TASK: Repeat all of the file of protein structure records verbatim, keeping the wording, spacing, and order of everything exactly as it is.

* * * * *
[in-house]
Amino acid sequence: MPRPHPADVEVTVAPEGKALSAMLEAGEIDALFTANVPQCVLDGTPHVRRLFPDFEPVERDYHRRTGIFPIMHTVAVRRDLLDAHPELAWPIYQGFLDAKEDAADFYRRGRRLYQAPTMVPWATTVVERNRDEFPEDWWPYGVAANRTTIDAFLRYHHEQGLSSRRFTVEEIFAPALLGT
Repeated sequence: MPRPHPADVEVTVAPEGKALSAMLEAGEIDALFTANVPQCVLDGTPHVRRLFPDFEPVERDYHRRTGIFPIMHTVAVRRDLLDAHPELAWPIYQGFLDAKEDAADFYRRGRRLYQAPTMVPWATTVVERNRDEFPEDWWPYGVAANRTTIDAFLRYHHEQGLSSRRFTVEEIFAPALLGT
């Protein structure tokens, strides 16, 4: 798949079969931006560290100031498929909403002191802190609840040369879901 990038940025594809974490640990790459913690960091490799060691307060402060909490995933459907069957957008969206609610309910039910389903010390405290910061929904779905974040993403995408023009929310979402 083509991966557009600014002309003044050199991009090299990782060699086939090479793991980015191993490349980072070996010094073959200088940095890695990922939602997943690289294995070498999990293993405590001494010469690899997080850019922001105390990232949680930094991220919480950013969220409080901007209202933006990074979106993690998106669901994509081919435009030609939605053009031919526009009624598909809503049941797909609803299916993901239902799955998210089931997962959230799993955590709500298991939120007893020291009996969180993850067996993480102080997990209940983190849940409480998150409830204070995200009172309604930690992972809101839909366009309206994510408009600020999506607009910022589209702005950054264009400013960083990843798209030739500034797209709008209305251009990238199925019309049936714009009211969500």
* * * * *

[in-house]
Amino acid sequence: MPRPHPADVEVTVAPEGKALSAMLEAGEIDALFTANVPQCVLDGTPHVRRLFPDFEPVERDYHRRTGIFPIMHTVAVRRDLLDAHPELAWPIYQGFLDAKEDAADFYRRGRRLYQAPTMVPWATTVVERNRDEFPEDWWPYGVAANRTTIDAFLRYHHEQGLSSRRFTVEEIFAPALLGT
Repeated sequence: MPRPHPADVEVTVAPEGKALSAMLEAGEIDALFTANVPQCVLDGTPHVRRLFPDFEPVERDYHRRTGIFPIMHTVAVRRDLLDAHPELAWPIYQGFLDAKEDAADFYRRGRRLYQAPTMVPWATTVVERNRDEFPEDWWPYGVAANRTTIDAFLRYHHEQGLSSRRFTVEEIFAPALLGT
């Protein structure tokens, strides 16, 4: 798949079969931006560290100031498929909403002191802190609840040369879901 990038940025594809974490640990790459913690960091490799060691307060402060909490995933459907069957957008969206609610309910039910389903010390405290910061929904779905974040993403995408023009929310979402 083509991966557009600014002309003044050199991009090299990782060699086939090479793991980015191993490349980072070996010094073959200088940095890695990922939602997943690289294995070498999990293993405590001494010469690899997080850019922001105390990232949680930094991220919480950013969220409080901007209202933006990074979106993690998106669901994509081919435009030609939605053009031919526009009624598909809503049941797909609803299916993901239902799955998210089931997962959230799993955590709500298991939120007893020291009996969180993850067996993480102080997990209940983190849940409480998150409830204070995200009172309604930690992972809101839909366009309206994510408009600020999506607009910022589209702005950054264009400013960083990843798209030739500034797209709008209305251009990238199925019309049936714009009211969500």